Prime Minister Narendra Modi got a blissful welcome from the US. This one-of-its kind reception from the US has hinted towards the rise of India in the international politics
From an address to the United Nations to a rock-star reception at the famous Madison Square Garden, to dinner and a meeting with President Barack Obama at the White House and finally a meeting with the top business houses of the US, Prime Minister Narendra Modi visit to the United State of America seems to have flabbergasted many. The West was astonished to see a leader with a calibre to put his view with a strong zeal.
The most anticipated meeting with the leaders of a superpower and a soon-to-be superpower was mixed with joy and disappointment. Both sides agreed to a self-effacing range of infrastructure and finance partnerships that could provide building blocks for future advances. However, on the issue of World Trade Organisation (WTO), Modi stance was stiff and he expects both the countries will soon find a solution to the WTO dispute, taking India’s food security concerns into account.
The US expanded its strategic ties with India by pledging to back New Delhi’s entry into elite nuclear clubs and as a permanent member of the reformed UN Security Council. Seeking to expand cooperation in strengthening global non-proliferation and export control regimes, the two leaders committed themselves to continue to work towards India’s phased entry into the Nuclear Suppliers Group (NSG), the Missile Technology Control Regime (MTCR), the Wassenaar Arrangement and the Australia Group.
On the other hand, No breakthrough was made on the civil nuclear deal. Narendra Modi asserted that his government is serious about resolution of issues on both sides to enable civilian nuclear energy cooperation to take off. It has been decided by both the leaders to set up an inter-agency contact group to address the issues of liability, administrative and technical issues. From the Indian side, agencies like DAE, MEA and Finance Ministry will be involved.
The U.S. and India also agreed to forge closer defence and security ties. Both the countries agreed on extending their defence agreement for another 10 years which is expected to give a big boost to cooperation in this key area. Modi also invited US companies to participate in defence manufacturing sector in India, which has recently raised the FDI cap from 26 to 49 per cent. Both the countries were committed to facilitate the actions necessary to increase bilateral trade five-fold from the current $100 billion. The proposed steps include establishing an Indo-US Investment Initiative an Infrastructure Collaboration Platf-orm. India will welcome two trade missions in 2015 focused on meeting India’s infrastructure needs with US technology and services. The US also pledged to help India transform three of its cities into modern “smart cities” and agreed to help upgrade the water and sewage system in a hundred more.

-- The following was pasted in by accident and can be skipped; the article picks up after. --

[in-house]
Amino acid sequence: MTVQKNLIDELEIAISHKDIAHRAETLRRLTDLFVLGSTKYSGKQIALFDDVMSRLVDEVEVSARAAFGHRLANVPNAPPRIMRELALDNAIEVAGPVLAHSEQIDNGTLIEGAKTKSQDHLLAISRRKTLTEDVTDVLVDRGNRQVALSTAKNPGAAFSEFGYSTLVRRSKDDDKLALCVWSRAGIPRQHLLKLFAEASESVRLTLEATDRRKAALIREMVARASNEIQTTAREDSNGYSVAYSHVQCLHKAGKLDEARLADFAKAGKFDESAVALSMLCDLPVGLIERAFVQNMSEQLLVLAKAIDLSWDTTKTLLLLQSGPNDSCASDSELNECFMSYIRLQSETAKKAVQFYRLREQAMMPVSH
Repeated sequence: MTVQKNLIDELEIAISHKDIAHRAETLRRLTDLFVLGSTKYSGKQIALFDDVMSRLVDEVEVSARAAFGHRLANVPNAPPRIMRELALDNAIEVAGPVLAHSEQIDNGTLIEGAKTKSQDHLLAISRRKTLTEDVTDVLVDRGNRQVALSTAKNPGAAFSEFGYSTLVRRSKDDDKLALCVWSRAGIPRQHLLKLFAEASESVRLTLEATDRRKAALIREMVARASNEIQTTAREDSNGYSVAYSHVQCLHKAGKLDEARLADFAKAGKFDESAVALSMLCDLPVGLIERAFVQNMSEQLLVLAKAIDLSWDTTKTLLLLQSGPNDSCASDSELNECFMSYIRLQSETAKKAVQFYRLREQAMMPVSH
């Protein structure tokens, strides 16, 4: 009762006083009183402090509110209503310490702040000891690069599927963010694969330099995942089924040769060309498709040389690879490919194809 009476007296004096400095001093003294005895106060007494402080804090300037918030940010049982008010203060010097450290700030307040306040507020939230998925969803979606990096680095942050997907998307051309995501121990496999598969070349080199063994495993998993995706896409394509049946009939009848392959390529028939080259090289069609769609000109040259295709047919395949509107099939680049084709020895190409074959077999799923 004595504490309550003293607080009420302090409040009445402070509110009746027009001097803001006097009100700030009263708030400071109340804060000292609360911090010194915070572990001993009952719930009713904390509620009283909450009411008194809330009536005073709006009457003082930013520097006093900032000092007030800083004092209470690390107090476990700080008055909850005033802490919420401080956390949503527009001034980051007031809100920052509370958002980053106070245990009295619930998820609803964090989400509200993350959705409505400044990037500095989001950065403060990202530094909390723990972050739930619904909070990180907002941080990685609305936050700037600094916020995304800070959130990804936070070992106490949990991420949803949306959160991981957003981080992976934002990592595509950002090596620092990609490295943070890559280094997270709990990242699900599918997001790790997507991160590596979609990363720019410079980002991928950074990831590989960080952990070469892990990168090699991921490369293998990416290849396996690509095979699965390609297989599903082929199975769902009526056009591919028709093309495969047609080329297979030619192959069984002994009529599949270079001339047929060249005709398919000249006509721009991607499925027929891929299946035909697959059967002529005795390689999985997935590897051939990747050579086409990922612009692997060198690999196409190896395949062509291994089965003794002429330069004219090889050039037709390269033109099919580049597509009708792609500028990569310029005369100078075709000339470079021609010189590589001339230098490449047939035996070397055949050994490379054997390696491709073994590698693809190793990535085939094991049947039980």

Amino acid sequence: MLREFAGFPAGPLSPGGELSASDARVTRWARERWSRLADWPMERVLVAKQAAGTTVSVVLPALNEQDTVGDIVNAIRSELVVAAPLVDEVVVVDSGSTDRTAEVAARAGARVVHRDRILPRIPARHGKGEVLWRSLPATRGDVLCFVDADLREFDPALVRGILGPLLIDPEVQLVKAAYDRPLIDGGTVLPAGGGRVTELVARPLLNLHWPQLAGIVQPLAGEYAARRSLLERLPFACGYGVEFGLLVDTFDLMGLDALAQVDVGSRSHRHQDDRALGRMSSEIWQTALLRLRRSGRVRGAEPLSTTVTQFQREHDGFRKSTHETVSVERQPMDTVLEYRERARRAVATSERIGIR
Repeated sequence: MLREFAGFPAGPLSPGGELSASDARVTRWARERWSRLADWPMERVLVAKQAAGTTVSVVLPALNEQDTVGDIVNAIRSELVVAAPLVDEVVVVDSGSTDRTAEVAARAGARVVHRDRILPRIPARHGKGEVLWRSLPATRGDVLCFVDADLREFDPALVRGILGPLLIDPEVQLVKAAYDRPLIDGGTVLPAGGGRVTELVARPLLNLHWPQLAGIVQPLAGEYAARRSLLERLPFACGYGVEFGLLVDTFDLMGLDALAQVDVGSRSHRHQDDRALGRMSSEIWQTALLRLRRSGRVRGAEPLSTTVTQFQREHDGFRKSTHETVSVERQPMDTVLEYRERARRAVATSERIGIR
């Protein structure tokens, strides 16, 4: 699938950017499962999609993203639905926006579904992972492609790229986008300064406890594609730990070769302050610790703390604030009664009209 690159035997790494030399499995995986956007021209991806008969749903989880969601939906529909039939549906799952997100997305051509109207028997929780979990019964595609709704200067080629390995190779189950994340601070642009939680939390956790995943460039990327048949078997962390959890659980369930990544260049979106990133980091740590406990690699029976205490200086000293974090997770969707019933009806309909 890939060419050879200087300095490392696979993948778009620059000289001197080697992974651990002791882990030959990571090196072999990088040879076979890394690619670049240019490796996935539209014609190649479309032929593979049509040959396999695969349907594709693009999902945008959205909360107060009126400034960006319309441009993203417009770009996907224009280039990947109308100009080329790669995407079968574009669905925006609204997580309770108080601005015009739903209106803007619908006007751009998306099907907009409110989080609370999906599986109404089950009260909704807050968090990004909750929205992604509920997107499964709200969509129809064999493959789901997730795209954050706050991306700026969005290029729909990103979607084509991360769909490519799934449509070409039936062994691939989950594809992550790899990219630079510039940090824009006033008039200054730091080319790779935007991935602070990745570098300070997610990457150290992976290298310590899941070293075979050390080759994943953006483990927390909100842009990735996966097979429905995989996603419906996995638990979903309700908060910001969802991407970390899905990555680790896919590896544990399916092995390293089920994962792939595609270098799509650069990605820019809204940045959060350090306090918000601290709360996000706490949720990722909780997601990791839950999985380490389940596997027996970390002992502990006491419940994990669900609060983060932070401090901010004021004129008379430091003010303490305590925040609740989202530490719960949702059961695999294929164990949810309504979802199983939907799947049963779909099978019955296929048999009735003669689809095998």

But despite of hefty groundwork laid by cabinet secretaries and other top officials, the visit lacked any big-ticket announcements, such as those resulting from Mr. Modi’s earlier meetings with Japanese Prime Minister Shinzo Abe and Chinese President Xi Jinping, who pledged $35 billion and $20 billion respectively in investments over five years.
But for Modi, the most crucial parts of the trip can be seen with his meetings with the heads of businesses in New York and Washington. And he was quite successful with that as many of the top CEOs are already influenced with his promises. Laurence D Fink, CEO at one of the world’s largest investment management firms, BlackRock, assured the prime minister that the firm could facilitate investments worth over $6 billion into the country by early next year. One of the CEOs who met the PM minutes before Fink, told Modi that his firm is looking to invest over half a billion dollars ‘in a short while’ to set up a big manufacturing facility in India for injectable drugs.
Some of the chief executives talked at length about wanting to invest in India’s food chain and agriculture-related sectors, according to the officials present at the meeting while others were eager to invest in infrastructure and energy.
While the Obama administration was all busy to give a red carpet welcome to the Indian Prime Minister, the business sector in India was both excited and hopeful that the trip would yield positive results for the Indian economy. This hope was rejuvenated when the top businessmen of America, after meeting the Prime Minister said that “he is not like the other politicians they’ve seen”. Hosting a breakfast for 11 CEOs, including Indian-origin PepsiCo CEO Indra Nooyi, Google chairman Eric Schmidt and Citigroup chief Michael Corbat, Mr Modi said India was open-minded and wanted change, which was “not one-sided”. Listening carefully about the concerns raised by the business leaders, Mr Modi assured them that his government will address their issues and try to make the environment in India more business-friendly. Describing the meeting as “excellent and very good”, all business leaders were satisfied and delighted that the Prime Minister heard their concerns and listed out his government’s priority areas to take forward the India story to higher levels.
Earlier during the visit, Narendra Modi also assured the businessmen that he want to convert the Supreme Court judgment on coal allocations into an opportunity to move forward and clean up the past. The Supreme Court recently quashed the allocation of 214 out of 218 coal blocks allotted to various companies since 1993, terming it as “fatally flawed”, and allowed the government to take over the operations of 42 such blocks which are functional. The PM also told the business leaders that “infrastructure development is a big opportunity; it creates jobs and enhances quality of life of our citizens”. Modi also reiterates India’s WTO stance saying that while India supported the trade pact, its demand for food stockpiles were not incompatible with it.
“Chalein Saath Saath: Forward Together We Go”
Chalein Saath Saath, forward together we go. As leaders of two great democratic nations with diverse traditions and faiths, we share a vision for a partnership in which the United States and India work together, not just for the benefit of both our nations, but for the benefit of the world.
We have vastly different histories, but both our founders sought to guarantee freedoms that allow our citizens to determine their own destiny and pursue their personal aspirations. Our strategic partnership rests on our shared mission to provide equal opportunity for our people through democracy and freedom.